What does work? Collaborative technologies: wikis, blogs, discussion forums are great for publicizing oneself (HEY!), asking general questions about one’s methodologies, protocols, howtos, software or equipment. OpenWetWare is an example of such a success story for the experimental biology community, being a central repository for protocols and general lab how-tos. But the lab notebooks section only contains a handful of notebooks, most of them out of date. Social bookmarking like Delicious or specialized social bookmarking like citeulike are catching on, maybe a bit slower than expected. Wikis (not open ones) are great for internal lab management as well, as more labs are discovering.
The free and open source software culture, where one is free to modify and distribute software so licensed, has enabled new feats in scientific computation infrastructure by leveling the playing field so that anyone can use, modify and re-distribute software. In a similar vein, grid technologies are leveling the field of computational power and hardware. Publications like PLoS-ONE, which accept research based on scientific rigor rather than innovation leaps and “exceptional interest” have filled the gap necessary to communicate research that is of interest, yet will not be accepted to journals demanding an innovative edge. Freely available data, post-publication, makes it easier to validate research by third parties, and build upon it. And of course, Open Access which makes publications available to all: not only to read, but to further publicize.
For another view that advocates a change in scientific culture that will make Open Science part of the academic incentive structure, just as publications are today, read here.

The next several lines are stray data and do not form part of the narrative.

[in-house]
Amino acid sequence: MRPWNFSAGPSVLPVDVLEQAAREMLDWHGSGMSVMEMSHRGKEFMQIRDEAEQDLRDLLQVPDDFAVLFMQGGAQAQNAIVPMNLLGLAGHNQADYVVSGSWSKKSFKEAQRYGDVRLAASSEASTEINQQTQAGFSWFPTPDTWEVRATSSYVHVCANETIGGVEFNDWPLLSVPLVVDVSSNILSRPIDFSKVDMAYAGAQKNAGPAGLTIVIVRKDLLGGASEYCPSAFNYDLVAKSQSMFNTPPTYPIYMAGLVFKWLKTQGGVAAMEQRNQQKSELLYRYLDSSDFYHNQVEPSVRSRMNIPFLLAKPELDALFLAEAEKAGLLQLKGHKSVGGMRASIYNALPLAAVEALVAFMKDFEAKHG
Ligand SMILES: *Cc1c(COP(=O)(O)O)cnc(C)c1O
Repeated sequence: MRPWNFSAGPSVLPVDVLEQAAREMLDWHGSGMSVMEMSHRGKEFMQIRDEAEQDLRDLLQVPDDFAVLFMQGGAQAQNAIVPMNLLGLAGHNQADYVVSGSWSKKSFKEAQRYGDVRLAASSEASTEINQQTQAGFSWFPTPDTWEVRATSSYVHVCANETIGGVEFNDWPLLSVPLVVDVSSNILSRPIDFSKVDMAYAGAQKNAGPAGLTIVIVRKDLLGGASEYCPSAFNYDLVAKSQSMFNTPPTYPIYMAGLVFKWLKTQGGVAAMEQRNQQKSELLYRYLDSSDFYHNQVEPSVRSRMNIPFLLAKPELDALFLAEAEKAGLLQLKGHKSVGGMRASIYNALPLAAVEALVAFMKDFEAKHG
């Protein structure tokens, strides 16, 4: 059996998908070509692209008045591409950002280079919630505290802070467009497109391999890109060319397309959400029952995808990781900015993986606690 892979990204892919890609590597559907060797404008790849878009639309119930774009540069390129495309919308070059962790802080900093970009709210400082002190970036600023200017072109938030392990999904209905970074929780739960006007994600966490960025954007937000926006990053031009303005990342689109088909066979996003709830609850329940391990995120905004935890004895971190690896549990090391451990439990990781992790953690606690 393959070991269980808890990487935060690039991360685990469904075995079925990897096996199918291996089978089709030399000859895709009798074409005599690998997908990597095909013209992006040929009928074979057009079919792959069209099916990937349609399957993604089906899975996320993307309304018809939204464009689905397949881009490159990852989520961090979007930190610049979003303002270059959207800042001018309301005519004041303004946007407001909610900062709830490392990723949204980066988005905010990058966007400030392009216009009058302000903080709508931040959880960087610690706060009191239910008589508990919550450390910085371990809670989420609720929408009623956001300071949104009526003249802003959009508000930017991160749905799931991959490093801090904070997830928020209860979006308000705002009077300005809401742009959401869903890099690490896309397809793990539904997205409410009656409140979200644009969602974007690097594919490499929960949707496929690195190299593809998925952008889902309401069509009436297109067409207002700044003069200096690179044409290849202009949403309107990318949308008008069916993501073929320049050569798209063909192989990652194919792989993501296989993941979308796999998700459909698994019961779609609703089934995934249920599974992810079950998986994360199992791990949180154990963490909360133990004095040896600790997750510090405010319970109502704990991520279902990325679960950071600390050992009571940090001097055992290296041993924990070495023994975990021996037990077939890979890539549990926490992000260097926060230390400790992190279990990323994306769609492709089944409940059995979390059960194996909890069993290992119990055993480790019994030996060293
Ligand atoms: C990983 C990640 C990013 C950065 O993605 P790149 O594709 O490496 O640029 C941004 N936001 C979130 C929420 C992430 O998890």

What is it? Genomics has become a data rich science. The deluge of genomes and metagenomes are to be too much to handle for a group of curators. The idea some genomic database maintainers have come up with is borrowed from the success of Wikipedia. If enough users would come in to annotate their favorite genes, we will eventually end up with a comprehensive collection of annotations for most if not all genes in a sequenced genome. If ths system is good for Wikipedia entries, why not for genes?
Why doesn’t it work?
Why would anyone expect—or even worse, depend on—a community annotation effort? Imagine investing millions of dollars into state-of-the-art sequencing facilities, and then expecting volunteers from the community to stop by and run the sequencing machines. One might argue that this analogy is not valid because running a sequencing facility requires well-trained personnel, standardized protocols, clear procedures, quality controls and, most of all, tight coordination. Yet, the same professional standards are required for data curation, and it is precisely these aspects that are rarely achieved through a community contribution approach. Community annotation should be encouraged and facilitated, but the curation of biological data cannot depend solely on volunteer work. High standards and quality implies professionalism, and this, in turn, requires investing in dedicated professionals. Until this is done, data curation—and consequently the whole field of microbial genomics—will not move beyond the amateur stage.
What does work? The failure of community based annotations has brought the often overlooked but crucial activity of biocurators into the limelight. Recently, the International Society for Biocuration was formed. From the mission statement: